One day. One job at a time.
Night falls. I walk from the Board’s offices to The Clarence pub in Whitehall. Churchill wasn’t a pub guy in general, preferring to sip overpriced cocktails in fancy hotels like Brown’s. But a drink is a drink and drunk is a drunk, so he occasionally frequented a few choice pubs, as Mr. Nassar’s grandfather discovered.
Mr. Nassar waits for me outside, hands in his coat pockets. Even from a distance, he radiates nervous energy.
He tells me I’m late, and I tell him we’re early—we’re better off waiting until we’re past closing time, when the pub area will be empty.
“So many drunk people,” Mr. Nassar says, sniffing at the raucous crowd spilling outside of the pub.
“This is London,” I say with a shrug. “This is what people do after work. They go for a happy hour pint or five.”
“Happy hour, eh? If only it lasted an hour,” Mr. Nassar says with a shake of his head.
I force him into a neighboring pub for a meal while we wait. We cram together in the far corner of the bar, engulfed by the crowd. Grease shines on my fingers as I feast on fish and chips, Mr. Nassar nibbling on a salad. We talk. It was 1960 when his grandfather confronted Winston Churchill, two years before a pivotal accident where the former leader of Britain broke his hip and five years before his death. Churchill was an old man then, mostly retired from public life. Likely bitter, his glory days long behind him and his legend fading in a world that had long left him behind.
The bar’s muggy air warms my cheeks. The room pulses with energy, propelled by lively laughter and animated voices. For once, I’m not drinking alone, but as much as I appreciate Mr. Nassar’s company, hot shame fills me, that the only person I can spend time with on a lively evening is someone paying me.
Sadness settles over me like a heavy, red curtain across an empty stage. The world around me feels distant, apart, humming with a kinetic happiness I can’t reach. Though we’re separated by time and death, I feel more of an affinity, in this moment, to the lonely, bitter version of Winston Churchill who sat at The Clarence and drank alone.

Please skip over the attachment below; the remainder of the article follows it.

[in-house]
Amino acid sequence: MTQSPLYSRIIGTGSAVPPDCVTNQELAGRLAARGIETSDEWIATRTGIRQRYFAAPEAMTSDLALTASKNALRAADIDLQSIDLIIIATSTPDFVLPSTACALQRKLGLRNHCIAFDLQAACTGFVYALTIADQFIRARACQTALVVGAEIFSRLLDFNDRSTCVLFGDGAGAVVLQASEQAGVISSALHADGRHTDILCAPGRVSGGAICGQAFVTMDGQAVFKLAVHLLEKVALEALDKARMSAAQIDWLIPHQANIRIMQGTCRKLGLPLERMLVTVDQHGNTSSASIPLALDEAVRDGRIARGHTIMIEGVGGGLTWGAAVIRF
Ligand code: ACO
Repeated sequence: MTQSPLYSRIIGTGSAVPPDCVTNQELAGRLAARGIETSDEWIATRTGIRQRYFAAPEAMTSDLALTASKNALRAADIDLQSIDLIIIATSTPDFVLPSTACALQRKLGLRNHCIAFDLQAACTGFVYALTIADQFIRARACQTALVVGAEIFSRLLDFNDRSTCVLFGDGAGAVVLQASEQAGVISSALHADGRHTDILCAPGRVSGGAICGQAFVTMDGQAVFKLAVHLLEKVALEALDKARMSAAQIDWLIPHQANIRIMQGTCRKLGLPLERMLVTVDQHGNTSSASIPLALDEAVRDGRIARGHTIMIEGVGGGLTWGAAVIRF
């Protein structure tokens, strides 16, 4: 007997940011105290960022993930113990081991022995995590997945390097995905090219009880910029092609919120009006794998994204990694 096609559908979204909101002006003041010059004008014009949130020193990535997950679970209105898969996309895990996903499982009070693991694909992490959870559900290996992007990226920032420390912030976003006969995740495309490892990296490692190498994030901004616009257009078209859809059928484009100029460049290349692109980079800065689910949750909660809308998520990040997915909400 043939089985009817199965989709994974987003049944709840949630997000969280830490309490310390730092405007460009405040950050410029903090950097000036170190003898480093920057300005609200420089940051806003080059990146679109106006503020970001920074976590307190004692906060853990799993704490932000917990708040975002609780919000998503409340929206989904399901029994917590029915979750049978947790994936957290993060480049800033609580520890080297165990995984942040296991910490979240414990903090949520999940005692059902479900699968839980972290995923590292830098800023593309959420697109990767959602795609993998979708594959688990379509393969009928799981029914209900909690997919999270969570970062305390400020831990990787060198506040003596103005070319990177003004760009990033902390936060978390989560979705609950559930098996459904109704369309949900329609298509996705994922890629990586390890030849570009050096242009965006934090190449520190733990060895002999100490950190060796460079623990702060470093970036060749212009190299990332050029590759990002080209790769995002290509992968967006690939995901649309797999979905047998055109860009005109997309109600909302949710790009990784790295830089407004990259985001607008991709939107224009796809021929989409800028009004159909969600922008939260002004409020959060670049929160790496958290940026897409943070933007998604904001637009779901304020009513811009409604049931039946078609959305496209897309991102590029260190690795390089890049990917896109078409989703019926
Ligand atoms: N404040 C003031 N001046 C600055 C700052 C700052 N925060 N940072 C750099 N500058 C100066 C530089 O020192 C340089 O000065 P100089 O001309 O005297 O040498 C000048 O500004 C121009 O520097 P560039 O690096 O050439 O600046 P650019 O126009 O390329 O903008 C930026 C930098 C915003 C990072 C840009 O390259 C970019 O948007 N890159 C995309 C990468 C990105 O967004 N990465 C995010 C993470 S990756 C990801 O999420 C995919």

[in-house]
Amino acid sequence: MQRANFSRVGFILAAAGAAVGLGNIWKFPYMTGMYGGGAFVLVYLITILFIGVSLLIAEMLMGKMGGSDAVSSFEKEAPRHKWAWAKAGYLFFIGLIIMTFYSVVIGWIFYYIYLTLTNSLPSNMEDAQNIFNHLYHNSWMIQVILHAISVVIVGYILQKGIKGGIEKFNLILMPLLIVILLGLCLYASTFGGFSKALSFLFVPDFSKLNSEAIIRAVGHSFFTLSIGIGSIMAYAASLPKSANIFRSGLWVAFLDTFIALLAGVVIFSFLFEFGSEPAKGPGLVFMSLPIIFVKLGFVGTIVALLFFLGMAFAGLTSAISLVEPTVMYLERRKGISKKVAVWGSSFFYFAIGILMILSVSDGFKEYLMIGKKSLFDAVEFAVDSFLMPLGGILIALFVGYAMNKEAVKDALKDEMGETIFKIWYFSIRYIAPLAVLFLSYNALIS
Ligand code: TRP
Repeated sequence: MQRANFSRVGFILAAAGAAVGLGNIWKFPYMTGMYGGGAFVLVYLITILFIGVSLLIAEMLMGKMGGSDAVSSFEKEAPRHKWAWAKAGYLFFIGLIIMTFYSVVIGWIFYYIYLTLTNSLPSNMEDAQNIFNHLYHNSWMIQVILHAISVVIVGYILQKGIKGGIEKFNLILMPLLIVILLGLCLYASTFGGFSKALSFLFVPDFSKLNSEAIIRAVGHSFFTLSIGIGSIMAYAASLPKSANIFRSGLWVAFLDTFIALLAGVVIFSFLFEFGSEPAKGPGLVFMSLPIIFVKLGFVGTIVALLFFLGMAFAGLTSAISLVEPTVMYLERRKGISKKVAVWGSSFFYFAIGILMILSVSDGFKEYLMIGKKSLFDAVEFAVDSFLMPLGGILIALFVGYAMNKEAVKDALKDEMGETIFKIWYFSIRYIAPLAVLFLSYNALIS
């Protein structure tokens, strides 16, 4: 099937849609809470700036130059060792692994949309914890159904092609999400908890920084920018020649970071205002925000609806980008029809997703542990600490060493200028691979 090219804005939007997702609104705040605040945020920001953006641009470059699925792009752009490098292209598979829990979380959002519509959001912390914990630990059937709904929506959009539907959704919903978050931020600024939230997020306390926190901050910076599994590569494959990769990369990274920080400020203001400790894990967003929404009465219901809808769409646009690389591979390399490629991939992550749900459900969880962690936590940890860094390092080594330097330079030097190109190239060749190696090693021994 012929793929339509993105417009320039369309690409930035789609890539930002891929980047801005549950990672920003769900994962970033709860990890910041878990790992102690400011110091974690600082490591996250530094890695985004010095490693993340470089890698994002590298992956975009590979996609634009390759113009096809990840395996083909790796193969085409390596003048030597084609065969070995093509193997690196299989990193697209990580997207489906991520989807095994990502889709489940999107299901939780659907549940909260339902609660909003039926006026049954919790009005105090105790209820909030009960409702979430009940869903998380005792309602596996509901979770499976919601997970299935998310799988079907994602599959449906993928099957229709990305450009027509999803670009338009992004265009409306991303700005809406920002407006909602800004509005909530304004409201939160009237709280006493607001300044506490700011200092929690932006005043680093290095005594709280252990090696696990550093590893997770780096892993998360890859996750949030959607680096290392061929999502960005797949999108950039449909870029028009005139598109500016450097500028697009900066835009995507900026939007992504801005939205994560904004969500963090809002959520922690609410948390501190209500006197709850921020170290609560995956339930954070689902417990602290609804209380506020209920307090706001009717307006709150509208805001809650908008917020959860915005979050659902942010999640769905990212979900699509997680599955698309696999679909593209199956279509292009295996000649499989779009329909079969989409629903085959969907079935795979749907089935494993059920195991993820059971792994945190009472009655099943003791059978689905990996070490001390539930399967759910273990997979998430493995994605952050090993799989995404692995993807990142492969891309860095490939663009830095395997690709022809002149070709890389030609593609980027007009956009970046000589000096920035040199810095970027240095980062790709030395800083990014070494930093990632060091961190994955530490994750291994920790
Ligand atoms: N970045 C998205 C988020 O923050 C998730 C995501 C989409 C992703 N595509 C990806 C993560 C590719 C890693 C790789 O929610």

“Another one?” the bartender asks.
Mr. Nassar shakes his head, but I gesture for another round.
“You’re working,” Mr. Nassar says to me.
“Believe me, I’ve traveled back further in time to darker places with far more alcohol in my system,” I say. He presses his lips together, too smart to respond.
Thanks to his sister’s persistent research, Mr. Nassar pinned the moment down to the date and a three-hour window. Impressive. I’d prefer an exact hour, but I can’t expect perfection. This isn’t a recorded historical event. This is family lore. Doubt flickers in the dark corners of my heart. What if it never happened? Did I steal government equipment for nothing? Time erodes and distorts the stories we tell about ourselves and those who came before us—it changes them, dulls their sharpest edges. Perhaps Mr. Nassar and his sister are chasing a ghost.
We reach closing time, at this pub and Churchill’s. We linger on the street, ignoring the crowds streaming onto buses and stumbling down rain-slicked sidewalks. The lights go out in the pub. A CCTV camera blinks from a neighboring building.
We could break into the pub, but we don’t need to. Mr. Nassar and I meet each other’s eyes before I offer my hand. My face is a silent question. Are you sure? He nods.
I take his hand and we go back.
Night dissolves into day. An overcast day, with typical gray London skies and busy streets filled with old cars. The fashion of the brisk pedestrians around us tells me we’ve come to the right year. Next to me, Mr. Nassar scans our surroundings with wide, dazed eyes.